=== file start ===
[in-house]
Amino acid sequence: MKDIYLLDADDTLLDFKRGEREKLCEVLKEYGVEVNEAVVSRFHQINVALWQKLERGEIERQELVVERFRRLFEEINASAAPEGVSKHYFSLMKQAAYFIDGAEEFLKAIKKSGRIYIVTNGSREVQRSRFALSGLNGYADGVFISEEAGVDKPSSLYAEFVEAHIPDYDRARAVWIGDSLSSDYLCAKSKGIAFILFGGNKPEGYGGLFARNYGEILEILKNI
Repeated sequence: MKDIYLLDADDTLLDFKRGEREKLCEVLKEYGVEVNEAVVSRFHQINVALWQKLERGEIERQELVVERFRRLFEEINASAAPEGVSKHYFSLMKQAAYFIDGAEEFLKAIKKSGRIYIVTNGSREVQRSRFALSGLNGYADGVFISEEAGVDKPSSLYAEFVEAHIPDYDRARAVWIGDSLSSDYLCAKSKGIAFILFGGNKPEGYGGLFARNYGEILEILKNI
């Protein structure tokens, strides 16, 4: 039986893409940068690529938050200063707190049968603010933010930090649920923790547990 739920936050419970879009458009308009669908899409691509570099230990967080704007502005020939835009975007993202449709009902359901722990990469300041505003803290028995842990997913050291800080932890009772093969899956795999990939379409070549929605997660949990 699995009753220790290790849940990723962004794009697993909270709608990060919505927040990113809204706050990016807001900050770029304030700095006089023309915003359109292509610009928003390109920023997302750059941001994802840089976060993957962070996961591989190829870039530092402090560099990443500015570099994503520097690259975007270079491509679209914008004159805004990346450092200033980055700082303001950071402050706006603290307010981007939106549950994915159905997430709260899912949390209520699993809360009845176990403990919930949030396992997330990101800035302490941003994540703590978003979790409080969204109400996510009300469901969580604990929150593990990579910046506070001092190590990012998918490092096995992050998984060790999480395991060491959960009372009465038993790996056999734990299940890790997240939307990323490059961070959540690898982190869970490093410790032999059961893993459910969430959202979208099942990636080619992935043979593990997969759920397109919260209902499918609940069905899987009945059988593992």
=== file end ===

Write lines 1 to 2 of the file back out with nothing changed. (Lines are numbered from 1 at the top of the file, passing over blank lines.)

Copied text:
[in-house]
Amino acid sequence: MKDIYLLDADDTLLDFKRGEREKLCEVLKEYGVEVNEAVVSRFHQINVALWQKLERGEIERQELVVERFRRLFEEINASAAPEGVSKHYFSLMKQAAYFIDGAEEFLKAIKKSGRIYIVTNGSREVQRSRFALSGLNGYADGVFISEEAGVDKPSSLYAEFVEAHIPDYDRARAVWIGDSLSSDYLCAKSKGIAFILFGGNKPEGYGGLFARNYGEILEILKNI